Startram is a mass driver, which means it requires neither rockets nor propellant to launch payload into space. Mass drivers are not a new concept. Early mass drivers were envisioned in fiction in the late nineteenth century, and have been a staple of speculative fiction ever since. Various engineering concepts of the mass driver have been described over the years, but no significant progress towards building a mass driver has been made due to large technical hurdles.
We believe that Startram is the first mass driver design that combines available technology with intelligent implementation of basic physical principles to yield a design that is actually commercially feasible.
There are two proposed configurations of Startram, Generation-1 and Generation-2. Gen-1 Startram is a cargo-only version which does not require levitated tubes (but instead is built up the flank of a tall mountain) and could be built within ten years at a cost of $20 Billion. Gen-2 Startram is a people-capable version which does require levitated tubes and could be built within twenty years at a cost of $60 Billion.
The key technologies enabling Startram are as follows.
1. Maglev for Acceleration of Launch Vehicles
* If maglev is placed in evacuated tubes with very low air pressures, it is possible to run maglev at 1000s of km/h.
2. Magnetically Suspended Superconducting Cables
* It’s easy to levitate objects electromagnetically. If you push enough current through two conductors in opposite directions, the conductors will be subject to a force pushing them apart. The more current the greater the force. With the advent of superconducting cables being developed for superconducting power grids, it is now possible to construct cables which can carry hundreds of megamps of current. These amperages are sufficient to supply a levitating force of 4 tons per meter of startram guideway, even when the conductors are separated by 20km
3. Magneto Hydrodynamic (MHD) Pumps
* MHD applications such as pumps, generators and thrusters have been used for decades. The Startram system uses a “MHD Window” which allows one end of the launch tube to be open the atmosphere, thus permitting launch of the vehicle. Normally, atmospheric gases would immediately fill up the tube and the launch vehicle would be subject to extreme heating and stresses associated with traveling 8km/sec in air. However, the MHD window allows ionized gasses to be continually expelled from the tube, thus maintaining a near-vacuum in the tube at all times.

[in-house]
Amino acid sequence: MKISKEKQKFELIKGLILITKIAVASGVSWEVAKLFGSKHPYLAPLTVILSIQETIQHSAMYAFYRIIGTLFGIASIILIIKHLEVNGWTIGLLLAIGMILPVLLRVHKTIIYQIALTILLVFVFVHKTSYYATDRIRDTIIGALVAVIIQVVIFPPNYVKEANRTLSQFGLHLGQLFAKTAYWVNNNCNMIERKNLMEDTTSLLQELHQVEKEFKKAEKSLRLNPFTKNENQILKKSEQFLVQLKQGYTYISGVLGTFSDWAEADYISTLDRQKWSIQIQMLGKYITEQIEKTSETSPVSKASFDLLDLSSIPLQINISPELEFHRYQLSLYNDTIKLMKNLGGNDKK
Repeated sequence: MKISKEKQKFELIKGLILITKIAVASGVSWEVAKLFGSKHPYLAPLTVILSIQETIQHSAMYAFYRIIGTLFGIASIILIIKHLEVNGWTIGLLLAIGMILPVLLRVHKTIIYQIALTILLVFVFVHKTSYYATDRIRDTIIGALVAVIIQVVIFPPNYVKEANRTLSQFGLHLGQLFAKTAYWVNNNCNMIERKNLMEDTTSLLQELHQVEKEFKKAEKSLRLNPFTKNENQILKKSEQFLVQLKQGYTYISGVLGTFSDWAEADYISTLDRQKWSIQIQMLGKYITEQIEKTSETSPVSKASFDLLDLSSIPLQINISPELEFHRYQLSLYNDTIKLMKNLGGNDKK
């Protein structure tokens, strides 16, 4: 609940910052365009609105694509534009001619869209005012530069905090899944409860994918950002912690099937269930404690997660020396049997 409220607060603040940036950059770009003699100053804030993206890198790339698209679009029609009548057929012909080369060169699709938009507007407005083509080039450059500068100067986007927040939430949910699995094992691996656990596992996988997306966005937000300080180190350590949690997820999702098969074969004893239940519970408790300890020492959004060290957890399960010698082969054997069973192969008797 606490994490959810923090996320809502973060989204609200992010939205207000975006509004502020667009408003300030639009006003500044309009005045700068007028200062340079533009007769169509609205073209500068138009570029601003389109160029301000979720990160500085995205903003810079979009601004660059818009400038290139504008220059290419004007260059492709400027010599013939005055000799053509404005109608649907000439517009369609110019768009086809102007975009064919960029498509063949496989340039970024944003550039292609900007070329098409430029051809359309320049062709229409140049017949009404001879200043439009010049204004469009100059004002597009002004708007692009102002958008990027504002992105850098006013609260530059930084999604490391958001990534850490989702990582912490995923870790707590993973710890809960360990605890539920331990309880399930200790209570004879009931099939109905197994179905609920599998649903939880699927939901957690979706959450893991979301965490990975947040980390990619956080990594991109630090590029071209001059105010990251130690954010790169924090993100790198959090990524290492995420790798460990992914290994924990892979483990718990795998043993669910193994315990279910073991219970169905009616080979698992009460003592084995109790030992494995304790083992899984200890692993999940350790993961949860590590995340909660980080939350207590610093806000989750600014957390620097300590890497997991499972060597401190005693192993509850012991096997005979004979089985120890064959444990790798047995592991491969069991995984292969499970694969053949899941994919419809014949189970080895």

4. High-strength Structural Tethers
Startram tethers, in contrast, needs tethers with breaking lengths of only tens of kilometers, which is well within the specifications of modern fibers.
The Gen-1 StarTram cargo launch system does not use a levitated launch
tube. Instead, the acceleration tunnel exits directly to the atmosphere from a
high altitude surface point, e.g., on the order of 15,000 to 20,000 feet, on a
mountain or mountainous terrain.
The Gen-2 StarTram passenger/cargo launch system uses a magnetically
levitated launch tube, to keep deceleration forces on the spacecraft when it
enters the atmosphere low enough (e.g., ~2 g) so that passengers can
tolerate them. With the Gen-1 cargo system, atmospheric deceleration is in
the range of 10 to 20 g, too high for passengers.
It is possible to magnetically levitate the launch tube to an altitude of
70,000 feet, with enough superconducting current. The magnetic interaction
between a cable current of 100 Megamps (1 Megamp = 1 million Amps) on
the ground and a cable current of 40 Megamps at 70,000 feet will produce a
levitation force of 4 tons per meter of cable length. Superconducting cables
can already carry a million amps in a square inch of cross section with zero
power loss. The real trick is not levitating the launch tube, but getting the cost
of the superconducting cables down to an acceptable level. This appears
achievable with the large scale production of superconductors for StarTram.
What is the main challenge to building StarTram?
A: For the Gen-1 StarTram system, the most difficult challenge is the storage
and rapid delivery of large amounts of electrical energy used to accelerate the
StarTram cargo craft to orbital speed. Peak power delivery rates reach a
maximum of ~100 gigawatts. While the delivery time is only a few seconds,
handling such power levels in a cost effective way is challenging, requiring
sophisticated, high current/high voltage electronic switching.
For the Gen-2 StarTram system, the most difficult challenge is the erection
of the levitated launch tube. There are two options: The first is to construct
the launch tube on the surface, together with its superconducting cables and
restraining tethers, and then slowly energize the cable, levitating it over a
period of days. The second option is to erect the cable and tether system,
and then lift the launch tube into place using additional lifting tethers. At this
point, it is not clear which is the best approach.
How much would a trip into orbit cost for a passenger? How risky would it be?
A: Present passengers to the ISS (International Space Station) have to pay 20
million dollars for the trip. The cost for a Gen-2 StarTram passenger trip will
be on the order of $5,000. Present crash rates for commercial airlines are on
the order of 1 per several million takeoffs and landings. StarTram accident
rates should be comparably low.